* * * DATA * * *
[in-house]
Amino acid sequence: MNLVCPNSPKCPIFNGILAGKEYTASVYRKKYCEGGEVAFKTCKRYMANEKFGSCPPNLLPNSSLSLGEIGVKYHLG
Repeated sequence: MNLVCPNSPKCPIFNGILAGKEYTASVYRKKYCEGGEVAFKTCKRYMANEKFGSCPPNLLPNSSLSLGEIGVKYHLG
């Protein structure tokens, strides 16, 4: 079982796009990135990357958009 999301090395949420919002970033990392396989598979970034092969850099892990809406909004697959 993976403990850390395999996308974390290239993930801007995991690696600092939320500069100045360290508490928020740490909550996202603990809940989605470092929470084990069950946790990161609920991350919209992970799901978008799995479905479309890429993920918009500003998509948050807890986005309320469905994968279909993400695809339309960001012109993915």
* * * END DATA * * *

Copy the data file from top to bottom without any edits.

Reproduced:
[in-house]
Amino acid sequence: MNLVCPNSPKCPIFNGILAGKEYTASVYRKKYCEGGEVAFKTCKRYMANEKFGSCPPNLLPNSSLSLGEIGVKYHLG
Repeated sequence: MNLVCPNSPKCPIFNGILAGKEYTASVYRKKYCEGGEVAFKTCKRYMANEKFGSCPPNLLPNSSLSLGEIGVKYHLG
């Protein structure tokens, strides 16, 4: 079982796009990135990357958009 999301090395949420919002970033990392396989598979970034092969850099892990809406909004697959 993976403990850390395999996308974390290239993930801007995991690696600092939320500069100045360290508490928020740490909550996202603990809940989605470092929470084990069950946790990161609920991350919209992970799901978008799995479905479309890429993920918009500003998509948050807890986005309320469905994968279909993400695809339309960001012109993915």